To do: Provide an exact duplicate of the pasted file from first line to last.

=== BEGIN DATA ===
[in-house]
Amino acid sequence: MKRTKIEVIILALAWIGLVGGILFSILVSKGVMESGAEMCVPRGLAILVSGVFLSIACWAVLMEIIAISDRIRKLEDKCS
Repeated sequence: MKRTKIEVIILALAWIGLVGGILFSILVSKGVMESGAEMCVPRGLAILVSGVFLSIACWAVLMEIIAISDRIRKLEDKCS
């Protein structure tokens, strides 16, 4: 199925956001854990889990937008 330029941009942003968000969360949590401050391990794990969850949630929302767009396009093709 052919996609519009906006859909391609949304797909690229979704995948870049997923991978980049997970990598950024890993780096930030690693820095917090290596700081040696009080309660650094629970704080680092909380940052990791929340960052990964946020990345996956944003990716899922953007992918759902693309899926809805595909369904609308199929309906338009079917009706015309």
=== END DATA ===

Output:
[in-house]
Amino acid sequence: MKRTKIEVIILALAWIGLVGGILFSILVSKGVMESGAEMCVPRGLAILVSGVFLSIACWAVLMEIIAISDRIRKLEDKCS
Repeated sequence: MKRTKIEVIILALAWIGLVGGILFSILVSKGVMESGAEMCVPRGLAILVSGVFLSIACWAVLMEIIAISDRIRKLEDKCS
């Protein structure tokens, strides 16, 4: 199925956001854990889990937008 330029941009942003968000969360949590401050391990794990969850949630929302767009396009093709 052919996609519009906006859909391609949304797909690229979704995948870049997923991978980049997970990598950024890993780096930030690693820095917090290596700081040696009080309660650094629970704080680092909380940052990791929340960052990964946020990345996956944003990716899922953007992918759902693309899926809805595909369904609308199929309906338009079917009706015309």